User:Andy Maloney/Notebook/Lab Notebook of Andy Maloney/2009/09/01/Kinesin Motor Mechanics: Binding, Stepping, Tracking, Gating, and Limping Review
This is my review of the following paper. Please do not use my review as a reference. If I incorrectly state something, please correct it on the talk page.
Block talks about a meeting he attended at the 10th Biophysical Discussions meeting. There they apparently talked about kinesin and the paper is a result of the discussions.
Does kinesin take sub-steps?
There is no consensus on if kinesin takes sub-steps. Block did reference a paper by Yanagida where they talk about how force velocity curves implies the existence of sub-steps.
Block does think sub-steps can exist. It is just that there has been no conclusive evidence to support them. I think he does now because of this paper but, I have to reread that one.
Kinesin's walking pattern
Gelles' group describes the different proposed walking methods of kinesin. Right now the literature and most prominent scientists believe kinesin walks "hand over hand" .... foot over foot in an asymmetric way.
For kinesin to walk, the chemical cycles that hydrolyze ATP in its feet must be out of phase with each other. I really need to think about this more because I'm not very clear on this. Right now there are two ideas behind this.
- Gated rear head mechanism
- Release of the trailing foot is accelerated by internal strain. Reference
- Gated front head mechanism
- ATP binding to the front foot is suppressed through strain. Reference
Other things of merit that require "out of phase" motion include kinesin stepping backwards. Ishiwata's group showed that there was a 7 fold weakening of the KD for kinesin to put a foot in the backward direction.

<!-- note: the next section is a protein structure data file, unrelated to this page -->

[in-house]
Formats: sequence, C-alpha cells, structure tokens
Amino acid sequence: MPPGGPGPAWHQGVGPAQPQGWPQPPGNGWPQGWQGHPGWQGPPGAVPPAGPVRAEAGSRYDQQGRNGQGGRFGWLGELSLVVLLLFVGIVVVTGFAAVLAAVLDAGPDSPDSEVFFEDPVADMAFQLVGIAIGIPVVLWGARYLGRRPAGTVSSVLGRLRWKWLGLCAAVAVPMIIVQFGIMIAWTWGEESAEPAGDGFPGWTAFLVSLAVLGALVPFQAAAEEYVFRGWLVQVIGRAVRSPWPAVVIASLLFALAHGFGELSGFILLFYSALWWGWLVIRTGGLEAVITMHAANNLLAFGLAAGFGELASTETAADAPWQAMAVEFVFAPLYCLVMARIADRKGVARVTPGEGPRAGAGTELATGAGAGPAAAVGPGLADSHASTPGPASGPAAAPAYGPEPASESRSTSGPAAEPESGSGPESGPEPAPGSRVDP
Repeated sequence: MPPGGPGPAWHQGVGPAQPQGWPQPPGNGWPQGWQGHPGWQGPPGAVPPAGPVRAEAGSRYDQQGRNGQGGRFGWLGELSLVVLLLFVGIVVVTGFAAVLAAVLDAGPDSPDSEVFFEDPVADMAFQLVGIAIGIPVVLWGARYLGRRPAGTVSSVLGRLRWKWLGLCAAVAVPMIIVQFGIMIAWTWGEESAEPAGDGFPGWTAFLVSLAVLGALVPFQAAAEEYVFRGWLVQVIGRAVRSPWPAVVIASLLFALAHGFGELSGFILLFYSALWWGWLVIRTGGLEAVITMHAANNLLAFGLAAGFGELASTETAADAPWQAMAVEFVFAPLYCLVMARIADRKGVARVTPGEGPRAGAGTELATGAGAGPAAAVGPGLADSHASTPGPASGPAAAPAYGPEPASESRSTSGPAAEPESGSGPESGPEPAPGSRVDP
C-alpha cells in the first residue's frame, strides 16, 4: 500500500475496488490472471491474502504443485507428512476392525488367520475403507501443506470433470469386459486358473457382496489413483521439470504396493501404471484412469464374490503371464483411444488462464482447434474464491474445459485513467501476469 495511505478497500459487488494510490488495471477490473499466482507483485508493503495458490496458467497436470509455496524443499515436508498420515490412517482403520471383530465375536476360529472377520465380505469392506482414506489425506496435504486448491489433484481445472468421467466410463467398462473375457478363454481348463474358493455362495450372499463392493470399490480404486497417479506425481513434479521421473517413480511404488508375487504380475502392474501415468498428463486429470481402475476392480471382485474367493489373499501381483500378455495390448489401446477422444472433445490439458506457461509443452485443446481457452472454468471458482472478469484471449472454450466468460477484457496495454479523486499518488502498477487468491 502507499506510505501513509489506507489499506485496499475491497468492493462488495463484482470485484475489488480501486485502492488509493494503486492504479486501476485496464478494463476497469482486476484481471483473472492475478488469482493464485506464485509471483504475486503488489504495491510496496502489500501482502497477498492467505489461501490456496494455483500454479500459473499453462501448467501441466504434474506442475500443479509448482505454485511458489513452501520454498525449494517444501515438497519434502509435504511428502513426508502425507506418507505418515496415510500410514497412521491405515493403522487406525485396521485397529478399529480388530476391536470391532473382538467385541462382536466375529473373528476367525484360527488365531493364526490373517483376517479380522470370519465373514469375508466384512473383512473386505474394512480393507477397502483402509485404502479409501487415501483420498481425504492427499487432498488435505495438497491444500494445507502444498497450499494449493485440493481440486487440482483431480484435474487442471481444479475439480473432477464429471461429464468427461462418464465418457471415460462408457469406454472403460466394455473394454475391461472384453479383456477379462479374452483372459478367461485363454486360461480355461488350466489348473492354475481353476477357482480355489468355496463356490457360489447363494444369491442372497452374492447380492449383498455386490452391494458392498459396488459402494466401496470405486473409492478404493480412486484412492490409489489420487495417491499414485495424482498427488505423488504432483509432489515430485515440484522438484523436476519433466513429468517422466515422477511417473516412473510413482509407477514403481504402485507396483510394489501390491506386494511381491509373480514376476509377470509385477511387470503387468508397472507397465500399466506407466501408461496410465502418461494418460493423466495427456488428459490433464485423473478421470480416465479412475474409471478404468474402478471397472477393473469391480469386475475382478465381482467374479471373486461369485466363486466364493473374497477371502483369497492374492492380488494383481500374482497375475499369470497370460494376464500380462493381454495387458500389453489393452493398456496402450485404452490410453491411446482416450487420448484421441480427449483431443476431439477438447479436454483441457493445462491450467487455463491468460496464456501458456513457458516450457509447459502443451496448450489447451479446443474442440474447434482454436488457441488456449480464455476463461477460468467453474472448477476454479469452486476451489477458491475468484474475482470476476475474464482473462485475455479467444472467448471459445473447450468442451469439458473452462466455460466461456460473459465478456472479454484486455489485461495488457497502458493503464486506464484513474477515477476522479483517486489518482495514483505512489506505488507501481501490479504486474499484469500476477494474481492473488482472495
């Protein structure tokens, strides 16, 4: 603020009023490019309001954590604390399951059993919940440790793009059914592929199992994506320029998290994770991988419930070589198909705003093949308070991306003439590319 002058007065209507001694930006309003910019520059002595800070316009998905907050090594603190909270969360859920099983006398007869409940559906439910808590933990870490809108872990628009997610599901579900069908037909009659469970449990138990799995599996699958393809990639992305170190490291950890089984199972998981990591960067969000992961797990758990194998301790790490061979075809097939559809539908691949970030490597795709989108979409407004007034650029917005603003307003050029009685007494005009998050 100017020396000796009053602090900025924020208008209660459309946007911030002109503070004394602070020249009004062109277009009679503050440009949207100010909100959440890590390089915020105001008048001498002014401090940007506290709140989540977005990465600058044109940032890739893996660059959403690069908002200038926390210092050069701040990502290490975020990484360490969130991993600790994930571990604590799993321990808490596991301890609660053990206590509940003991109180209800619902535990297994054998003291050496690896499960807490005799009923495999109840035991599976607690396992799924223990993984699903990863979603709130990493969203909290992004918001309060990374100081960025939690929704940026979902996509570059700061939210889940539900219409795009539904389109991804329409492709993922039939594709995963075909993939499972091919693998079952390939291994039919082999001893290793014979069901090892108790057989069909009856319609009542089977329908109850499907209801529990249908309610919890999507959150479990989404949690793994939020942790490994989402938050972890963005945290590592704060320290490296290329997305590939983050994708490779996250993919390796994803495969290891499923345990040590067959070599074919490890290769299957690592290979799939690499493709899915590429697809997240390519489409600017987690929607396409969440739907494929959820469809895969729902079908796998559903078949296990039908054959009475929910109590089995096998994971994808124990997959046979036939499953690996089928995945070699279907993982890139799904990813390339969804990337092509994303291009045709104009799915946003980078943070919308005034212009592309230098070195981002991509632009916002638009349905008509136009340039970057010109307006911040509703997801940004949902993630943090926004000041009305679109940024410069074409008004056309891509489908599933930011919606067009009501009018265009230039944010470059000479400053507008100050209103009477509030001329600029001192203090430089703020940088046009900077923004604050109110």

Also, Block talks about another paper of his where they used non-hydrolyzable ATP analogs (AMP-PNP) to prevent forward motion. What they saw was that the AMP-PNP caused long pauses for kinesin motion and when it did start moving again, it required a step backwards to move forward again. He used this bit of knowledge to say that it is ATP binding that causes a power stroke and not necessarily that the neck linker has to bind to the microtubule to cause a power stroke. I need to look at crystal structures of kinesin.
So far there are 3 contenders.
- There is a release of stored strain when the trailing foot unbinds from the microtubule. This then permits the leading foot to make a power stroke.
- ATP binding induces the neck linker to dock on the leading foot. This produces motion of the trailing foot.
- Binding of ATP is load dependent. This indicates that when ATP binds to a foot, it causes the step.
No one really knows if when a kinesin takes a step back, it is a true reversal of motion chemically and physically.
- Both feet of the kinesin like to be on the microtubule. Makes sense if processivity is to work.
- The neck linker of kinesin is ~11-13 amino acids long.
- No one knows if a kinesin walks on one protofilament, or between two protofilaments.
To fill in later...